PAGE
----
4. Someone ruined Sirius Black to me. I think it was in the books? But I might be wrong, ’cause the amount of fanfiction I read between every book’s publication was dismal and I’m guessing half of my memories of Sirius Black are fandom creations. But, you know, that fight in which someone said to Sirius he should stop thinking of Harry as another-chance-with-James (not in a romantic sense, mind you)? Did that happen? Anyway, real or not, all the straightforward-ness and awesome parenting fell flat for me afterwards, ’cause I was continuously thinking “he’s not treating Harry as an adult, but thinking of himself as a teenager.” And it sucked.

    Uhm… Am I thinking of Remus? Man, I really should join in and reread the series.

    • That’s a fair point, though given that Sirius has actually had little chance to grow up in the time during which he’s been in Azkaban might explain that. However, I think that whatever his motivations for treating Harry more like an adult than any of the other adults around him do, Harry appreciates it. Frankly, if I was in appalling danger, I’d be pretty narked with people who told me constantly that I wasn’t, that I didn’t need to know the details and that they would look after me.

      I don’t get the David Tennant love, but I know a lot of people who do. He’s been narrating a super charming and eye-opening documentary series about penguins lately, and his voice is very appealing, I have to say.

      • Yeah, I agree. And it’s funny, ’cause even if I think Sirius Black is way too damaged to take care of a kid, even a clever one like Harry, and even if Severus Snape is a complete asshole in this book (and clearly unfit to be a TEACHER, Albus Dumbledore, what were you thinking), I still find them very compelling. Rowling did a superb job with the characterization of these two, I think.

      • Yeah, I mean, that’s a thing that comes up in the fifth book, and I think it’s a fair criticism. I’m going to think about that more when I get to the third book and see how I feel about it. I think I will still be on Sirius’s side though! I love him!

        (Snape does not deserve to be a teacher. He is awful.)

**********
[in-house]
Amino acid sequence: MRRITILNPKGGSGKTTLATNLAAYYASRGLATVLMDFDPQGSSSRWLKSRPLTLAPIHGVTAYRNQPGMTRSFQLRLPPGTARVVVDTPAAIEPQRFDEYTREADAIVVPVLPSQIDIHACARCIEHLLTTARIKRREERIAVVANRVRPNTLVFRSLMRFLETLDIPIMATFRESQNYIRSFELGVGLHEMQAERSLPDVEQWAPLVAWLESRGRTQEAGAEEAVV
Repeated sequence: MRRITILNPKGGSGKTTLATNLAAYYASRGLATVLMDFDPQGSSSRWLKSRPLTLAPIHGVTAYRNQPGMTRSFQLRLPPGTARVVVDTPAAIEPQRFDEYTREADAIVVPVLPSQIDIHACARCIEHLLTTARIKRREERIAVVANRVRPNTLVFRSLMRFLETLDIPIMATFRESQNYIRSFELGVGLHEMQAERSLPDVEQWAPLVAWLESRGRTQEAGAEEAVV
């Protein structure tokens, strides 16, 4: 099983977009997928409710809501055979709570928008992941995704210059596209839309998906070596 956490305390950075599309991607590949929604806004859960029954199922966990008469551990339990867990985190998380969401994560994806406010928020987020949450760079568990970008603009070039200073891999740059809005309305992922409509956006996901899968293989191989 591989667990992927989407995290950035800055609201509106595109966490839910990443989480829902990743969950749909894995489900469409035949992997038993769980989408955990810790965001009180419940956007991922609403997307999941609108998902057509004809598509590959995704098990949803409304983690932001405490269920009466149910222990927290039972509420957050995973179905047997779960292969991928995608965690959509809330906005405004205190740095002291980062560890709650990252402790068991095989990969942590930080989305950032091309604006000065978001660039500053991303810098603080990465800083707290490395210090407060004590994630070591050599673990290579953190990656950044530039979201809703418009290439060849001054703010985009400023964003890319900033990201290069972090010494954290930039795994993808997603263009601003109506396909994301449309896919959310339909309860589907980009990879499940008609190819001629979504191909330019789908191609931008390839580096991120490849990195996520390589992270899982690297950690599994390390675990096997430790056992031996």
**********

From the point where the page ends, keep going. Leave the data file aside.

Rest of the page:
5. I love David Tennant for a lot of reasons, and this is just one of them. I think you make some great points about Sirius, and think that he was probably the most honest person Harry had to count on, which makes him a hero in my book. And Snape…is a weasel. That is all.

  6. I forgot to write about Snape’s MASSIVE jackassery in that scene with Hermione cos wtf?? What is that? He is an ADULT and a teacher no less. He is the authority figure for all of those kids and he taunts Hermione, for her appearance, in front of her peers.

    “Sirius gently reminds him, It’s not your job to worry about me, kid, it’s my job to worry about you.” AWWWWW Sirius

  7. You don’t need to defend Ron, at least not to me! I love the entire trinity of awesome. I mean, not ‘at all times’ but pretty much, on the whole, I love them alllll.

    “Snape can go eat a bag of dicks.” Correct. But I still forgive him in the end. I have feelings about him.

  8. So, I just spend the last half hour watching David Tennant Doctor Who clips. Thanks. (No really, thanks – it’s made my morning much more enjoyable. Now I’m just disappointed I can’t find full episodes on youtube. Maybe I will have to watch some Duck Patrol instead.)

    I love Ron! I don’t understand all the Ron hate – he’s my favourite of the trio! He’s so loyal (expect, you know, when he’s not) and provides great comedic relief. You’re right – Harry wouldn’t have gone far without Ron.

    • You are welcome! There are full episodes on Netflix you know!

      I think I was overestimating the Ron hate. I think it was just people criticizing him for small particular things, and I became anxious that everyone was mad at him on a global level. But it sounds like they aren’t really. Phew.

  9. Sorry, I’m sure you wrote some really interesting stuff in there but the second you mentioned David Tennant I started daydreaming about our wedding day and the rest is sort of a blur…!

    Aaaaand then you defend Ron and I’m back. I love Ron, and I completely understand why he reacts the way he did (although I hate when any of the three fight) and you’re so right about Harry being a ball of nothing without Ron there. So I don’t need a defence of Ron post to be on his side, but you should absolutely right one anyway!

  10. I totally agree about Percy. Yes, let him apologize, but that’s it. No more.

    Rooooose! She makes me so sad because I loved her so much and then she came back but forgot her accent and had a lisp instead and that made it even worse. I forget what I’m supposed to be talking about.

    Oh, Harry. Right. Normally I don’t like Ron, but I was totally with him in this section. He’s not necessarily being reasonable, but he’s being unreasonable in a totally understandable way and just needs some time to figure out what he’s feeling and what’s important to him. HARRY on the other hand – (ducks).

    • I cry all the tears when Rose goes. Rose Rose Rose.

      WHOA. Woman. WHOA. You BETTER duck. Harry is great and I will get in a fight about him.